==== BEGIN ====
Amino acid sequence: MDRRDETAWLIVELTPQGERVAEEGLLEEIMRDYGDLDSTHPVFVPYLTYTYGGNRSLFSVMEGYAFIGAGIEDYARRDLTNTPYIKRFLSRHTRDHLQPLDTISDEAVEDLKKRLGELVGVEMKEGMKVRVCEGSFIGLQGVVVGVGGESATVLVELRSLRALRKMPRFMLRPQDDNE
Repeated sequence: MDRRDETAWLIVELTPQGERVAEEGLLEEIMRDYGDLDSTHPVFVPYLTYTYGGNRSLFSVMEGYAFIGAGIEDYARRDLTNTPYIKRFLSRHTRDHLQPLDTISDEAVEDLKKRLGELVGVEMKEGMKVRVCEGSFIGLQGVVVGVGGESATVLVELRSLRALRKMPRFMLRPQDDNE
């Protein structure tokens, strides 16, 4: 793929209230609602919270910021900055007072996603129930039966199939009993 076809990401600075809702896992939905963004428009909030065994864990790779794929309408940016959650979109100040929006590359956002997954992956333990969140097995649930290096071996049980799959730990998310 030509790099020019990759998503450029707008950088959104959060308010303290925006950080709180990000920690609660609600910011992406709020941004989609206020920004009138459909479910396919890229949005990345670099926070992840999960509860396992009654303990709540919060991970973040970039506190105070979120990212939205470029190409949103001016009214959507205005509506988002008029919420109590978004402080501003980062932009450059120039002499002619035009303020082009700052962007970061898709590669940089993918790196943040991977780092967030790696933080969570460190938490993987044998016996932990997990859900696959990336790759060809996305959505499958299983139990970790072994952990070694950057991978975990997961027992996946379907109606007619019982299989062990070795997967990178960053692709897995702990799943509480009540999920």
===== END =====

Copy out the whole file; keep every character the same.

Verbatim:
Amino acid sequence: MDRRDETAWLIVELTPQGERVAEEGLLEEIMRDYGDLDSTHPVFVPYLTYTYGGNRSLFSVMEGYAFIGAGIEDYARRDLTNTPYIKRFLSRHTRDHLQPLDTISDEAVEDLKKRLGELVGVEMKEGMKVRVCEGSFIGLQGVVVGVGGESATVLVELRSLRALRKMPRFMLRPQDDNE
Repeated sequence: MDRRDETAWLIVELTPQGERVAEEGLLEEIMRDYGDLDSTHPVFVPYLTYTYGGNRSLFSVMEGYAFIGAGIEDYARRDLTNTPYIKRFLSRHTRDHLQPLDTISDEAVEDLKKRLGELVGVEMKEGMKVRVCEGSFIGLQGVVVGVGGESATVLVELRSLRALRKMPRFMLRPQDDNE
């Protein structure tokens, strides 16, 4: 793929209230609602919270910021900055007072996603129930039966199939009993 076809990401600075809702896992939905963004428009909030065994864990790779794929309408940016959650979109100040929006590359956002997954992956333990969140097995649930290096071996049980799959730990998310 030509790099020019990759998503450029707008950088959104959060308010303290925006950080709180990000920690609660609600910011992406709020941004989609206020920004009138459909479910396919890229949005990345670099926070992840999960509860396992009654303990709540919060991970973040970039506190105070979120990212939205470029190409949103001016009214959507205005509506988002008029919420109590978004402080501003980062932009450059120039002499002619035009303020082009700052962007970061898709590669940089993918790196943040991977780092967030790696933080969570460190938490993987044998016996932990997990859900696959990336790759060809996305959505499958299983139990970790072994952990070694950057991978975990997961027992996946379907109606007619019982299989062990070795997967990178960053692709897995702990799943509480009540999920």